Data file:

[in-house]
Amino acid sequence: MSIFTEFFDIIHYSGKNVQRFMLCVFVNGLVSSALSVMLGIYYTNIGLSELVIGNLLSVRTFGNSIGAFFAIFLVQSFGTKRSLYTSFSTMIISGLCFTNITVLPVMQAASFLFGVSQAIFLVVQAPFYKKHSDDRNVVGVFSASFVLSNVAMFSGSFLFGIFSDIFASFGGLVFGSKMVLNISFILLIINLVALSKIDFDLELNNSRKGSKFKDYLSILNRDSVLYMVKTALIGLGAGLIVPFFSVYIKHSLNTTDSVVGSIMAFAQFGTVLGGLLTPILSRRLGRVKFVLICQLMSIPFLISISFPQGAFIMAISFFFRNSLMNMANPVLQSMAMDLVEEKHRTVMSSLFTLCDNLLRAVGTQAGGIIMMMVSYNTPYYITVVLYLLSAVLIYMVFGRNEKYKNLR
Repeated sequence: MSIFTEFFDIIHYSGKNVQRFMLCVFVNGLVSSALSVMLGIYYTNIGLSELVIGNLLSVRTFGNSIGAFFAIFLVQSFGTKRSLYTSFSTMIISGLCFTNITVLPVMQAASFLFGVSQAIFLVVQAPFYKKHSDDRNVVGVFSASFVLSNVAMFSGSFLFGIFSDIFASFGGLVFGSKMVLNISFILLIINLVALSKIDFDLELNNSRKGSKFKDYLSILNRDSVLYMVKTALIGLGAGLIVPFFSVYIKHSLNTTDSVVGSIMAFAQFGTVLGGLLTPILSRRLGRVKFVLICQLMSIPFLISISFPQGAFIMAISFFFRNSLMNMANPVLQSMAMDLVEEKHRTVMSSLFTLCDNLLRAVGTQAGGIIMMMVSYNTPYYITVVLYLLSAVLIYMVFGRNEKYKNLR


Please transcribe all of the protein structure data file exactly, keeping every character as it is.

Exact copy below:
[in-house]
Amino acid sequence: MSIFTEFFDIIHYSGKNVQRFMLCVFVNGLVSSALSVMLGIYYTNIGLSELVIGNLLSVRTFGNSIGAFFAIFLVQSFGTKRSLYTSFSTMIISGLCFTNITVLPVMQAASFLFGVSQAIFLVVQAPFYKKHSDDRNVVGVFSASFVLSNVAMFSGSFLFGIFSDIFASFGGLVFGSKMVLNISFILLIINLVALSKIDFDLELNNSRKGSKFKDYLSILNRDSVLYMVKTALIGLGAGLIVPFFSVYIKHSLNTTDSVVGSIMAFAQFGTVLGGLLTPILSRRLGRVKFVLICQLMSIPFLISISFPQGAFIMAISFFFRNSLMNMANPVLQSMAMDLVEEKHRTVMSSLFTLCDNLLRAVGTQAGGIIMMMVSYNTPYYITVVLYLLSAVLIYMVFGRNEKYKNLR
Repeated sequence: MSIFTEFFDIIHYSGKNVQRFMLCVFVNGLVSSALSVMLGIYYTNIGLSELVIGNLLSVRTFGNSIGAFFAIFLVQSFGTKRSLYTSFSTMIISGLCFTNITVLPVMQAASFLFGVSQAIFLVVQAPFYKKHSDDRNVVGVFSASFVLSNVAMFSGSFLFGIFSDIFASFGGLVFGSKMVLNISFILLIINLVALSKIDFDLELNNSRKGSKFKDYLSILNRDSVLYMVKTALIGLGAGLIVPFFSVYIKHSLNTTDSVVGSIMAFAQFGTVLGGLLTPILSRRLGRVKFVLICQLMSIPFLISISFPQGAFIMAISFFFRNSLMNMANPVLQSMAMDLVEEKHRTVMSSLFTLCDNLLRAVGTQAGGIIMMMVSYNTPYYITVVLYLLSAVLIYMVFGRNEKYKNLR